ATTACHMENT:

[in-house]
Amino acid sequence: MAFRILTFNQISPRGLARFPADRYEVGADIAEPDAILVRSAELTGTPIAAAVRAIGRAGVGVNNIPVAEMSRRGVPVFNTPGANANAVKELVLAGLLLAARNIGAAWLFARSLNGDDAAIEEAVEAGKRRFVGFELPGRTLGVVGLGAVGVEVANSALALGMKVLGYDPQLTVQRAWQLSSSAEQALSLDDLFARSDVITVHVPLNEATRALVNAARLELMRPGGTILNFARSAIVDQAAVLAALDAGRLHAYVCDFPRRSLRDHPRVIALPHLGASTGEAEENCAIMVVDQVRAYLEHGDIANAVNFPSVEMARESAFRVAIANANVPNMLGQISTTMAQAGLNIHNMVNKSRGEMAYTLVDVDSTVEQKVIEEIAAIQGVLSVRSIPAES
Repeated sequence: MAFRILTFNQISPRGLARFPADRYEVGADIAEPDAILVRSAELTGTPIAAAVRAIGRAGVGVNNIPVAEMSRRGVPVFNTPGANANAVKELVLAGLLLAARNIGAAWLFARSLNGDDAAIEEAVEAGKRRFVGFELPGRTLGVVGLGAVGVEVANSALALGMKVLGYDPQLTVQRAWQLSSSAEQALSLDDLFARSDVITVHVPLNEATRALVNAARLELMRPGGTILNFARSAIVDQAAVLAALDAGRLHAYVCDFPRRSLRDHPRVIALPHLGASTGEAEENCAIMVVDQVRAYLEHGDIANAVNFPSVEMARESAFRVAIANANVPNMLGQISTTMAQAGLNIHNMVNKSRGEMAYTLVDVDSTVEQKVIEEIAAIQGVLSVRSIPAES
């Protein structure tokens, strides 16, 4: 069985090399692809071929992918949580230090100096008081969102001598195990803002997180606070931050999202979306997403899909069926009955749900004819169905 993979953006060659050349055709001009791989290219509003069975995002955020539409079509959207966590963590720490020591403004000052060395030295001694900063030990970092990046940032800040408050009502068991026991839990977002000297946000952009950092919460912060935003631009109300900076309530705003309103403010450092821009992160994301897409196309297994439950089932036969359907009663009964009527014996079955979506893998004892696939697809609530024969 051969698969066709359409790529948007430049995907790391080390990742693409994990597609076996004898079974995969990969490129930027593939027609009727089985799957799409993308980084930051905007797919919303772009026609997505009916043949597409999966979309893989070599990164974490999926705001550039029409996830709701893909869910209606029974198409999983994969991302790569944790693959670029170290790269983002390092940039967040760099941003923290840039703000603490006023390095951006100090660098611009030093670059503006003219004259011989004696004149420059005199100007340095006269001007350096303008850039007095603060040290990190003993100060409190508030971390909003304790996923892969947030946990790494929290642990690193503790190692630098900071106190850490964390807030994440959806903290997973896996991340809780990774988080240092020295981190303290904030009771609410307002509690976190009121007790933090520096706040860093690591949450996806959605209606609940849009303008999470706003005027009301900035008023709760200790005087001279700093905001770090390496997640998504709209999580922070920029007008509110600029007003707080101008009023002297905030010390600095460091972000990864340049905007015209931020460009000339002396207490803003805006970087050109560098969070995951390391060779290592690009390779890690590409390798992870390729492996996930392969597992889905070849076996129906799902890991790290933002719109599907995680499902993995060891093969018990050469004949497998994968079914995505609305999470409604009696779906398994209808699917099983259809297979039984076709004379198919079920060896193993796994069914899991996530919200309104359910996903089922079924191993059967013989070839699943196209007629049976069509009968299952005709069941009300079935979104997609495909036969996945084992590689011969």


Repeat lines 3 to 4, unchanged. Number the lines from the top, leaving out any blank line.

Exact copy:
Repeated sequence: MAFRILTFNQISPRGLARFPADRYEVGADIAEPDAILVRSAELTGTPIAAAVRAIGRAGVGVNNIPVAEMSRRGVPVFNTPGANANAVKELVLAGLLLAARNIGAAWLFARSLNGDDAAIEEAVEAGKRRFVGFELPGRTLGVVGLGAVGVEVANSALALGMKVLGYDPQLTVQRAWQLSSSAEQALSLDDLFARSDVITVHVPLNEATRALVNAARLELMRPGGTILNFARSAIVDQAAVLAALDAGRLHAYVCDFPRRSLRDHPRVIALPHLGASTGEAEENCAIMVVDQVRAYLEHGDIANAVNFPSVEMARESAFRVAIANANVPNMLGQISTTMAQAGLNIHNMVNKSRGEMAYTLVDVDSTVEQKVIEEIAAIQGVLSVRSIPAES
């Protein structure tokens, strides 16, 4: 069985090399692809071929992918949580230090100096008081969102001598195990803002997180606070931050999202979306997403899909069926009955749900004819169905 993979953006060659050349055709001009791989290219509003069975995002955020539409079509959207966590963590720490020591403004000052060395030295001694900063030990970092990046940032800040408050009502068991026991839990977002000297946000952009950092919460912060935003631009109300900076309530705003309103403010450092821009992160994301897409196309297994439950089932036969359907009663009964009527014996079955979506893998004892696939697809609530024969 051969698969066709359409790529948007430049995907790391080390990742693409994990597609076996004898079974995969990969490129930027593939027609009727089985799957799409993308980084930051905007797919919303772009026609997505009916043949597409999966979309893989070599990164974490999926705001550039029409996830709701893909869910209606029974198409999983994969991302790569944790693959670029170290790269983002390092940039967040760099941003923290840039703000603490006023390095951006100090660098611009030093670059503006003219004259011989004696004149420059005199100007340095006269001007350096303008850039007095603060040290990190003993100060409190508030971390909003304790996923892969947030946990790494929290642990690193503790190692630098900071106190850490964390807030994440959806903290997973896996991340809780990774988080240092020295981190303290904030009771609410307002509690976190009121007790933090520096706040860093690591949450996806959605209606609940849009303008999470706003005027009301900035008023709760200790005087001279700093905001770090390496997640998504709209999580922070920029007008509110600029007003707080101008009023002297905030010390600095460091972000990864340049905007015209931020460009000339002396207490803003805006970087050109560098969070995951390391060779290592690009390779890690590409390798992870390729492996996930392969597992889905070849076996129906799902890991790290933002719109599907995680499902993995060891093969018990050469004949497998994968079914995505609305999470409604009696779906398994209808699917099983259809297979039984076709004379198919079920060896193993796994069914899991996530919200309104359910996903089922079924191993059967013989070839699943196209007629049976069509009968299952005709069941009300079935979104997609495909036969996945084992590689011969």